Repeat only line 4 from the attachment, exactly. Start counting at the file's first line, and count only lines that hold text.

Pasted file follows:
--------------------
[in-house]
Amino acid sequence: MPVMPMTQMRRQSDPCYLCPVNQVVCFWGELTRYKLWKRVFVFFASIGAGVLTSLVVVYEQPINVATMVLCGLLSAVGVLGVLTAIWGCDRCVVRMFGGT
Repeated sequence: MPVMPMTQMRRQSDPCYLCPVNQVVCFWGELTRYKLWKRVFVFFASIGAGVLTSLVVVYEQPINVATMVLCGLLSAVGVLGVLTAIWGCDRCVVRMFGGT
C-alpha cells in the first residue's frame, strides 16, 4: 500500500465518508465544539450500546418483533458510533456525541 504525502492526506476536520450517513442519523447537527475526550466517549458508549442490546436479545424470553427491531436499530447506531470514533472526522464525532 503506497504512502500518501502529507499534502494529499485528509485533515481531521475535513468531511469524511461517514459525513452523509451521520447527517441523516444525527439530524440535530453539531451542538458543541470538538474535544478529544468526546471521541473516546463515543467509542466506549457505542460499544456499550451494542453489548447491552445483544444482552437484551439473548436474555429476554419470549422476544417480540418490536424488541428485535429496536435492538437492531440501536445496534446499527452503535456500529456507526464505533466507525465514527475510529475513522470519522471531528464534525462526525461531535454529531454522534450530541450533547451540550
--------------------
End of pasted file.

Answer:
C-alpha cells in the first residue's frame, strides 16, 4: 500500500465518508465544539450500546418483533458510533456525541 504525502492526506476536520450517513442519523447537527475526550466517549458508549442490546436479545424470553427491531436499530447506531470514533472526522464525532 503506497504512502500518501502529507499534502494529499485528509485533515481531521475535513468531511469524511461517514459525513452523509451521520447527517441523516444525527439530524440535530453539531451542538458543541470538538474535544478529544468526546471521541473516546463515543467509542466506549457505542460499544456499550451494542453489548447491552445483544444482552437484551439473548436474555429476554419470549422476544417480540418490536424488541428485535429496536435492538437492531440501536445496534446499527452503535456500529456507526464505533466507525465514527475510529475513522470519522471531528464534525462526525461531535454529531454522534450530541450533547451540550